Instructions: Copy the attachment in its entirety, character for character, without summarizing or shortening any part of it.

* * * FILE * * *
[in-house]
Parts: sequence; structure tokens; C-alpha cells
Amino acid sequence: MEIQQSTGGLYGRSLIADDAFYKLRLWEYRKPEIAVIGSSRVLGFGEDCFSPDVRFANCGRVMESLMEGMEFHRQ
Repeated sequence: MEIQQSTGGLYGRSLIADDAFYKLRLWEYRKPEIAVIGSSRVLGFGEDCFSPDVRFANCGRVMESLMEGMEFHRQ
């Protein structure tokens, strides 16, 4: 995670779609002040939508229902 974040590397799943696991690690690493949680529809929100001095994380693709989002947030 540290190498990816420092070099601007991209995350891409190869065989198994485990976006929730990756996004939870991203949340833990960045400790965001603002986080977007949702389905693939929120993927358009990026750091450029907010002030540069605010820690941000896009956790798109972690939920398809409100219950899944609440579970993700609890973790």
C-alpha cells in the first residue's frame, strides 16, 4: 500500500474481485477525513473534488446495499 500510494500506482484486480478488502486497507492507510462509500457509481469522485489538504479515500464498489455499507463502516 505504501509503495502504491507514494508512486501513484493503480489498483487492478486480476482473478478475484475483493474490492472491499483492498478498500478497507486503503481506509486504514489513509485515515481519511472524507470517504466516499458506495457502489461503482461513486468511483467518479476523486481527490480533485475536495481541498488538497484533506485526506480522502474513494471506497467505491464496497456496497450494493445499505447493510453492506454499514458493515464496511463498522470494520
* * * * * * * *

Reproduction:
[in-house]
Parts: sequence; structure tokens; C-alpha cells
Amino acid sequence: MEIQQSTGGLYGRSLIADDAFYKLRLWEYRKPEIAVIGSSRVLGFGEDCFSPDVRFANCGRVMESLMEGMEFHRQ
Repeated sequence: MEIQQSTGGLYGRSLIADDAFYKLRLWEYRKPEIAVIGSSRVLGFGEDCFSPDVRFANCGRVMESLMEGMEFHRQ
């Protein structure tokens, strides 16, 4: 995670779609002040939508229902 974040590397799943696991690690690493949680529809929100001095994380693709989002947030 540290190498990816420092070099601007991209995350891409190869065989198994485990976006929730990756996004939870991203949340833990960045400790965001603002986080977007949702389905693939929120993927358009990026750091450029907010002030540069605010820690941000896009956790798109972690939920398809409100219950899944609440579970993700609890973790």
C-alpha cells in the first residue's frame, strides 16, 4: 500500500474481485477525513473534488446495499 500510494500506482484486480478488502486497507492507510462509500457509481469522485489538504479515500464498489455499507463502516 505504501509503495502504491507514494508512486501513484493503480489498483487492478486480476482473478478475484475483493474490492472491499483492498478498500478497507486503503481506509486504514489513509485515515481519511472524507470517504466516499458506495457502489461503482461513486468511483467518479476523486481527490480533485475536495481541498488538497484533506485526506480522502474513494471506497467505491464496497456496497450494493445499505447493510453492506454499514458493515464496511463498522470494520